Albert Ellis (2000) demonstrates with two volunteers. The first volunteer is angry and intimidated by her supervisors. Humor and imagery are incorporated. The second volunteer feels a need to control others and is angry when she can’t. Ellis uses imagery to correct cognitive patterns and produce an emotional shift.
Does your client have anyone in their life that can "get them," so that they feel like running away or punching the person out? What if you had the hemispheric integration tool that can change their initial response to that person or even to a situation? When clients remain centered, they will influence and set boundaries that will actually change the dynamics of the relationship. When your client is different the interactions have to evolve.
This is a workshop that teaches the participants how to improve their work with couples, and how to use the client/practitioner relationship so that everyone grows. This experience is for therapists who wish to add proven techniques to their already successful ability to work with couples. Emotional fitness teaches the therapist how to see what it is their clients really want in a relationship and provides techniques for helping them achieve their goals.
This workshop will focus on providing treatment strategies clinicians and other human services providers can use in their work with youth who are troubled by circumstances that complicate the negotiation of the "normal developmental struggles" of adolescence. A framework for understanding adolescents who are prone toward angry, aggressive and explosive behaviors will be presented. Specific strategies for enhancing effective assessment, engagement and treatment with troubled adolescents will be provided.
This workshop presents a theory of emotion and model for therapy, founded on the positive view that emotions offer us opportunities to realign with our inherent wholeness, once disruptions occur. The key lies in resolving the destabilizing effects of emotion with a stabilizing emotional and psychological strength. With fear, the strength is personal power, for example. The workshop includes principles and interventions. A map of emotion illustrates the arc of its occurrence from stimulus and effect to regulation and resolution.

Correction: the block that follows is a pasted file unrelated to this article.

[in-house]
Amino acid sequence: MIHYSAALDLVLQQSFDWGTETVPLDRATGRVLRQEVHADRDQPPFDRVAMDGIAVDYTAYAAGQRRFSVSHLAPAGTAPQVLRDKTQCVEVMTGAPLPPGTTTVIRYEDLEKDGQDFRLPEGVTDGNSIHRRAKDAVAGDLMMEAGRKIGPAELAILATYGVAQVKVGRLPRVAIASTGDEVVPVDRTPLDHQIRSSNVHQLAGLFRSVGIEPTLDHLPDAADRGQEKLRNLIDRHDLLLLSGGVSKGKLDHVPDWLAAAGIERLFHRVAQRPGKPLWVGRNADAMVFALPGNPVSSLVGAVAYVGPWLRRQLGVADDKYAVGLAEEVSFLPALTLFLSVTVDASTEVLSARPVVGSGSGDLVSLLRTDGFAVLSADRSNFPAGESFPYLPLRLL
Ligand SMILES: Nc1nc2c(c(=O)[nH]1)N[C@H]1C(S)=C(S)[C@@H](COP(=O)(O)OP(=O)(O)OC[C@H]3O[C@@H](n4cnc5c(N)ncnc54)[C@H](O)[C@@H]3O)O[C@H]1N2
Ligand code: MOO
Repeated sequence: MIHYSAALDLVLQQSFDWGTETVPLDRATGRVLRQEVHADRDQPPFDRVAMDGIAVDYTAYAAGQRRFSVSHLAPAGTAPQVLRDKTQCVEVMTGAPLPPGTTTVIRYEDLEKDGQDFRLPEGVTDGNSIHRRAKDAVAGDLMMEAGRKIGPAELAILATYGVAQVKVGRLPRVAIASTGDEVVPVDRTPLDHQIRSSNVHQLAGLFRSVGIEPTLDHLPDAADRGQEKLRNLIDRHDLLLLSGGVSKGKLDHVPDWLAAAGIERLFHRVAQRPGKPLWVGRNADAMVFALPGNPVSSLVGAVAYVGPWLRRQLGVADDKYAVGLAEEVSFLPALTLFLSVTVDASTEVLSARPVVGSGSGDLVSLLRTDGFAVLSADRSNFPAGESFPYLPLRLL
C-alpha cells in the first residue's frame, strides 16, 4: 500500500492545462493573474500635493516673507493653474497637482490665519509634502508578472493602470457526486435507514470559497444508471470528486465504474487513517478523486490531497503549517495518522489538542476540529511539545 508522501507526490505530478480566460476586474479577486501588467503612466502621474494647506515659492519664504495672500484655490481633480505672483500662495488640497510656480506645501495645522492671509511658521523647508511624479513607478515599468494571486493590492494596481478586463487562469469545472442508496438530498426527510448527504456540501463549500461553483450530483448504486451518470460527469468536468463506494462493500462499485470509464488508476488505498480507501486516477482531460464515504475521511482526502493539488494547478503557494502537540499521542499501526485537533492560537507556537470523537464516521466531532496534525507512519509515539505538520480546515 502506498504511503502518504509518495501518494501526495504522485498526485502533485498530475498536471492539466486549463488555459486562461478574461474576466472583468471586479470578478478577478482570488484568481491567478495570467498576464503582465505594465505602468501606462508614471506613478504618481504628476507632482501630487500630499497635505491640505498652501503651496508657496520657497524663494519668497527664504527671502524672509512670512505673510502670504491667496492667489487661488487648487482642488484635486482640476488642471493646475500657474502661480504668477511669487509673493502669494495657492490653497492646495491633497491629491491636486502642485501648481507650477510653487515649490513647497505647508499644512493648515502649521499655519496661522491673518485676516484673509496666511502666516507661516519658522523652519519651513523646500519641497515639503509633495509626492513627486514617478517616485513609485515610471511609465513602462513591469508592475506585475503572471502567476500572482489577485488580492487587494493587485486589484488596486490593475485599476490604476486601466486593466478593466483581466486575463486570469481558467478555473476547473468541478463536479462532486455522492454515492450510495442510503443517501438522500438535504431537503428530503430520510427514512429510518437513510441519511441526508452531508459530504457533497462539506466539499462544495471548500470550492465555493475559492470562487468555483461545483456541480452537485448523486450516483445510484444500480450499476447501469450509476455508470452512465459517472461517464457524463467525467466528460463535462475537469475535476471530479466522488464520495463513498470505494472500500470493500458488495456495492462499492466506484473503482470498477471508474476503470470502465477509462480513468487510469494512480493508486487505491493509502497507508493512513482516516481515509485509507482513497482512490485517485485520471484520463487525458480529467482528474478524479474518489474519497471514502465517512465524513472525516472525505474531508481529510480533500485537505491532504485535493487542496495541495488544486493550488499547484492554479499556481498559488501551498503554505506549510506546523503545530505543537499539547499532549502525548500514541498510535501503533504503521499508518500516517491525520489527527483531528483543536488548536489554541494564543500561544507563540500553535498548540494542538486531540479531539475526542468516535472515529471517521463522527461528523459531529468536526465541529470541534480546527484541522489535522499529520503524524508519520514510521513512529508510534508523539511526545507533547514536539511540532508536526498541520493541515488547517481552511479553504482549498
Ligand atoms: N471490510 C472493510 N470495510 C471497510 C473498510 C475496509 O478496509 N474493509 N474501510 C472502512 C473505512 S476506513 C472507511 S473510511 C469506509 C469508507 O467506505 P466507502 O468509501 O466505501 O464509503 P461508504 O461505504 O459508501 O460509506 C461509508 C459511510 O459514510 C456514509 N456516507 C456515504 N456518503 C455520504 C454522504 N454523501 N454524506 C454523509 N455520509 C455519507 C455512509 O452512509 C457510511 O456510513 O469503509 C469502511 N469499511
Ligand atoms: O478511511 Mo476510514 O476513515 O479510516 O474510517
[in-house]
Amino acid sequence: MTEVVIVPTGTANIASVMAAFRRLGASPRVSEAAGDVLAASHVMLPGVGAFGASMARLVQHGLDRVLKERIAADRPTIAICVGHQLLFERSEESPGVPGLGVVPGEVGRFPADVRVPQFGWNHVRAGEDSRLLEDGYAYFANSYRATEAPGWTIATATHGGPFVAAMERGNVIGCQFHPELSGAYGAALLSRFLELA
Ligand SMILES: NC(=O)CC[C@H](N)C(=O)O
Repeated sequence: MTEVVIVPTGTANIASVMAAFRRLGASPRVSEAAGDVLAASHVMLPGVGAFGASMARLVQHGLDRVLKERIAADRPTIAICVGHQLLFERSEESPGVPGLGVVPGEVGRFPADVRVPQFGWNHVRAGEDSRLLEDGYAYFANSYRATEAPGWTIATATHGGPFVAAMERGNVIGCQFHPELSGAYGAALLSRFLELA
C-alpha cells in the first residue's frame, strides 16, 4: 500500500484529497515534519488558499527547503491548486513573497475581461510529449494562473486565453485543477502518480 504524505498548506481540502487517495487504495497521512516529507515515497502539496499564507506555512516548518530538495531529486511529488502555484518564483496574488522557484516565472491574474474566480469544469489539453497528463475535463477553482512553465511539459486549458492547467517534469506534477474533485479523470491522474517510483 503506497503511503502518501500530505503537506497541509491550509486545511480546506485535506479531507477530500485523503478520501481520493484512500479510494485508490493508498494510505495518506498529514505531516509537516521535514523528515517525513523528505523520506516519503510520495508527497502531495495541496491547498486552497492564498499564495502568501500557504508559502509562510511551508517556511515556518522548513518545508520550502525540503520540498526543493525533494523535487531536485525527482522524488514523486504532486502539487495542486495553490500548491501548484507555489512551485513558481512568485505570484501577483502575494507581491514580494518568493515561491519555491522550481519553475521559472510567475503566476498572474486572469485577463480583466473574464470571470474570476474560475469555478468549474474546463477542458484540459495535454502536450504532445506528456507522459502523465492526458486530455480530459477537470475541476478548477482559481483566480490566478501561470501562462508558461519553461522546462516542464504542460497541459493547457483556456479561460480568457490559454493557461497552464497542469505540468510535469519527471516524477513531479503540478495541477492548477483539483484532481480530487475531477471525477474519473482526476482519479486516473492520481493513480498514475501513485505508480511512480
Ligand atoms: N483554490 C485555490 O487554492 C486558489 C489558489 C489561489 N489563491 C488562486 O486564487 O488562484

Chronically angry, hostile, distancing and rigid couples are a clinical and personal challenge. In this workshop, you will learn to change the trajectory of therapy as soon as entrenched patterns are noticed, to stay out of their conflict, and stay calm in the middle of their storm.
Overtly angry and passive-aggressive partners often present the most difficulty for therapists. They frequently demand intimacy, while being unable to create the conditions for intimacy to occur or be sustained. They require a high level of activity from you to structure treatment, manage hostility in the office and confront hypocrisies that keep their development stalled. Learn to increase your personal strengths to harness the enormous developmental potential that exists in these couples.
The first emotion our ancestors evolved was fear—and we remain highly threat reactive today, continually overestimating threats and underestimating opportunities and resources. We’ll explore multiple methods for helping clients “cool the fires” of fear and anger, and internalize inner strength and an appropriate sense of safety.
A life-span, cognitive-behavioral approach will be offered to treat individuals who have problems controlling their anger and who have related co-morbid psychiatric problems. The issues of prediction of violence and how to intervene across the entire life-span will be highlighted. Specific cognitive-behavioral interventions will be demonstrated.
Dr. Meichenbaum will trace how aggressive behavior develops, and consider both the treatment and preventive implications.He will use video training films to demonstrate how to conduct cognitive-behavioral Stress Inoculation Training with angry and aggressive individuals. He will consider how to incorporate generalization guidelines into any training program.